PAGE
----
Object Lessons from Tibet and the Himalayas
Project lead: Emma Martin (ICP)
This network brings together an inter-disciplinary group of university academics, museum curators and Tibetan specialists interested in the social, political, and historical (often colonial) worlds Tibetan & Himalayan objects and images circulate in. We want to ask new questions of Tibetan and Himalayan objects now in museum collections that do not necessarily focus on the object’s religious significance. We are particularly interested in the historical moments that Tibetan and Himalayan objects were collected in. We ask, how were they understood by those who collected them and by those who lost them? Our collection-led discussions are recorded on the blog.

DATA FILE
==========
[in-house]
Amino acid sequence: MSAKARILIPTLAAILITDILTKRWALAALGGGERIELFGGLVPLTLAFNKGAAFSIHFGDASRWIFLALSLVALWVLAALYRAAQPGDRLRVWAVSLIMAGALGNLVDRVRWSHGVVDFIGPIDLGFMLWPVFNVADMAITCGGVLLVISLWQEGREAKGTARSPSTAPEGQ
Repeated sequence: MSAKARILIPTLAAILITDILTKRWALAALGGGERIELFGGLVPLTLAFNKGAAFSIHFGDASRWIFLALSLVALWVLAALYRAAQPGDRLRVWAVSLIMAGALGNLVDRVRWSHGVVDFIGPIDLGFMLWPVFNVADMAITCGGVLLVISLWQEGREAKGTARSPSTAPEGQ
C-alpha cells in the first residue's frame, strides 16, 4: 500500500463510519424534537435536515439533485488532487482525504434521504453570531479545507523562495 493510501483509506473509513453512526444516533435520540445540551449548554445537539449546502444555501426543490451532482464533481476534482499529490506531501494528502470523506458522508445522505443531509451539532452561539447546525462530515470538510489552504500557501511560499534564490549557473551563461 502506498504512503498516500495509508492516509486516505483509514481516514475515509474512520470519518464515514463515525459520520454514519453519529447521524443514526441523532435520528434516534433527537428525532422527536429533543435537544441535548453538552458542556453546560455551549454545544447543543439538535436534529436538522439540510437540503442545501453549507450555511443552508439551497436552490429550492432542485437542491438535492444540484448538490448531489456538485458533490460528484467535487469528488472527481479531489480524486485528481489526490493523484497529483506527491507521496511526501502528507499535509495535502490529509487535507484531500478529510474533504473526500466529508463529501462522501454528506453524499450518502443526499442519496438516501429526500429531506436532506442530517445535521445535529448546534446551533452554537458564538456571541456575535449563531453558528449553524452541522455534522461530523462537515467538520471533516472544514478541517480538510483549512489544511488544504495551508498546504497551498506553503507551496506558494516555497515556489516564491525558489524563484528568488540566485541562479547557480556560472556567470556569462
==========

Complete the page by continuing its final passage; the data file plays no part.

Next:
Some of our big research questions are: What did Tibetan and Himalayan objects do during moments of historical and political significance? What types of object-based knowledge have been lost, and what has replaced it? How can we recover lost knowledge, and what does this process of recovery mean for museums, academics, and Tibetans? Can we imagine a different kind of ‘Tibet’ for the museum?
This research community is led by Dr Emma Martin (National Museums Liverpool and University of Manchester) in collaboration with Dr Diana Lange (Humboldt University, Berlin), Dr Trine Brox (University of Copenhagen) and Dr Miriam Koktvedgaard Zeitzen (National Museum of Denmark, Copenhagen). The network's research lead is currently working with Tibetan colleagues as a consultant curator for the new Tibet Museum, in Dharamshala, India.